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Togliatti, Palmiro (1893–1964)

Mauro Stampacchia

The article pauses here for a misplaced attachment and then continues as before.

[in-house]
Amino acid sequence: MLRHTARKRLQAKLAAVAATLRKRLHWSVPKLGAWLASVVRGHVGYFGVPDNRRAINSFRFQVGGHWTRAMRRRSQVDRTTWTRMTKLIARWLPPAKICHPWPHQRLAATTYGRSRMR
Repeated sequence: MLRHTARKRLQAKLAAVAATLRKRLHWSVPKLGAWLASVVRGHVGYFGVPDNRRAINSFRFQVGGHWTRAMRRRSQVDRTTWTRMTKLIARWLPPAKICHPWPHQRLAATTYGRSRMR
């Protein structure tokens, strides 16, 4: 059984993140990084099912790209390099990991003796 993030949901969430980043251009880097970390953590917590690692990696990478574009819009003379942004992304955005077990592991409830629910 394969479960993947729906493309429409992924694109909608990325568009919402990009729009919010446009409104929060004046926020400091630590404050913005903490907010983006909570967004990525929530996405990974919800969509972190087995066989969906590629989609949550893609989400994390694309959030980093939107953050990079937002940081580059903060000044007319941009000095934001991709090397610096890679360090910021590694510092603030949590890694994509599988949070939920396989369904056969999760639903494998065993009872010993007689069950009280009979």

Palmiro Togliatti was both a prominent leader of the Communist International and the secretary of the Italian Communist Party (PCI) between 1927 and his death in 1964. After the fall of Fascism he returned to Italy and contributed to shape the PCI as a new mass party, with a large electoral support and roots in the Italian working classes and society. Togliatti was born in Genoa on March 26, 1893 and as a law student in Turin was active in the Socialist Party before World War I. During the war he was an interventionist, but he later joined the Ordine Nuovo group, and in 1921 the Communist Party. The year after, at the Congress in Rome, he was elected to the Central Committee. He then worked with Antonio Gramsci at the Congress in Lyon in 1926 to draft the Lyon Thesis, which became the political statement of the new Gramsci leadership. Togliatti attended the 5th Congress of the International in Moscow in 1924 and was elected to its Executive Committee. The final takeover of Fascism and the disrupting of the Communist Party in 1926 found Togliatti in the USSR, where he was to become one of the foremost leaders of the International, one of the few not from the Russian Communist Party. However, his full support for Joseph Stalin and Nikolai Bukharin against Leon Trotsky brought him into conflict with Gramsci. Togliatti then succeeded Ruggiero Grieco as secretary of the PCI ... log in or subscribe to read full text

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